Author Archives: mgflip

Bridging the Gap: Social Media Advice That Doesn’t Suck

This post is part of our PRSSA 2012 National Conference series, where members of our Executive Board will be sharing tips from various breakout sessions.

There are a lot of people who claim they’re social media experts these days. Spoiler alert : most who say they are geniuses or evangelists usually aren’t. So it was a breath of fresh air to hear from Michael Brito, a Senior Vice President in Edelman’s San Francisco office. Even the title of his presentation didn’t boast about social media directly.

Instead of providing a play-by-play commentary of the presentation, I’d like to share a few direct quotes that I thought really stuck out – and then briefly comment why they struck me.

“What’s the purpose of listening if you’re not going to do anything?” But seriously, the point here is that social media should be used for a end. Tweeting just for the hell of it isn’t really going to do anything for your business, organization or their respective brands – online or offline.

“Everyone is an influencer. Everyone has a voice. Klout doesn’t matter.” I was so excited about this line that I literally almost stood up and cheered. This is a realization that we all must come to because even Johnny Appleseed from halfway across the world can cause damage to your brand via social media. You cannot take chances with anyone. And just because someone has a Klout score of 78 doesn’t mean you should treat them differently.

“Core business objectives remain despite the external landscape.” The single thing so many people forget. At the end of the day, your boss or senior executives want to know if social media is helping out the bottom line. A core business objective is making more money than last year. Therefore ,social media must be used strategically to help your business make more money.

“How do you reach consumers through a high degree of noise?” The Internet is a non-stop fire hose of information. Brito gives good advice when he says that the way to get through this is deploying the same message at different touch points. This means unique content for each social network (Facebook, Twitter, YouTube, Google+, Foursquare) with occasional posts promoting blog content. Only then is your message omnipresent.

Finally, did you know that YouTube is the 2nd largest search engine? Forget Bing. And the most-searched video? How-Tos. I read a lot about social media, but that was something I didn’t really think about at all.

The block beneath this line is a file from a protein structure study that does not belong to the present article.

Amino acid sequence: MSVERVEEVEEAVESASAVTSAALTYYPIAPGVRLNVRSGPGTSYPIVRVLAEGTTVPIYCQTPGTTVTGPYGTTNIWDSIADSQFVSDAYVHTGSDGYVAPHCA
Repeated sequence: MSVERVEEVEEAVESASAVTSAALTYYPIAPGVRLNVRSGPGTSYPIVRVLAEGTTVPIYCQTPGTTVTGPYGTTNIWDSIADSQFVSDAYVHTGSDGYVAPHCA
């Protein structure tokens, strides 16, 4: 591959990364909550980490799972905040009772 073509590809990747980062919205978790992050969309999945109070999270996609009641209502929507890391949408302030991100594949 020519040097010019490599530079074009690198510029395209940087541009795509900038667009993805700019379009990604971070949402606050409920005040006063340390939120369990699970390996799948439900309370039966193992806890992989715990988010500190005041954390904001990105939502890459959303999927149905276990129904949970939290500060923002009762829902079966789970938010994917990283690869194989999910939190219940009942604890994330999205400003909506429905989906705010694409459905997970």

All in all, it was the best presentation on social media I’ve ever heard. If you’re interested in looking at some awesome charts, check out his slides right here.

Bridging the Gap: Social Media in the Presidential Election

This post is part of our PRSSA 2012 National Conference series, where members of our Executive Board will be sharing tips from various breakout sessions.

As a political communication junkie, I couldn’t have been more excited. The presenter’s credentials alone are impressive. I heard first from David Almacy, a Senior Vice President in Edelman’s Digital Public Affairs Practice in Washington, DC. Almacy served as White House Internet and E-Communications director under President George W. Bush. In that role, he managed online communications strategy and served as a spokesman and primary liaison for Internet press and bloggers.

He had some key takeaways. I found his perspective particularly interesting because many of the platforms today didn’t exist under his tenure in the Bush Administration – Instagram and Pinterest just to name a few.

Mr. Almacy began by detailing social media platforms unbelievable growth since his former boss left office. He pointed out that Foursquare, the location-based social media service, saw 3400% growth in 2010 alone and was the fastest platform to reach one million users. If that one statistic doesn’t symbolize the power of social media, I don’t know what does.

More important, Almacy said, is that we’re now living in a world of transmedia storytelling. Yes, mainstream media like The New York Times and The Wall Street Journal and ABC Nightly News are still important. However, those outlets now intersect with hybrid media, in his words, such as POLITICO, TechCrunch and BuzzFeed – and there are even more intersections with owned content channels like candidate websites and then with all kinds of social platforms like Facebook, Twitter, etc.

At the center of these different media intersections are search and content. And that is what campaigns are thinking about and any communicator today should be thinking about when trying to communicate a message – whether it be for a political campaign or a corporate client. The strategy is the same.

If the 2012 election is seeing all of these dramatic changes, what will 2016 hold?

2012 PRSSA National Assembly

Having never been to a PRSSA National Event before,  you can imagine my excitement when I learned I would be representing our Chapter at National Assembly this year in Charlotte, North Carolina. While the gathering’s main purpose was to elect the new National Committee, we also had the opportunity to learn in different sessions and take part in an hour-long PR strategy competition.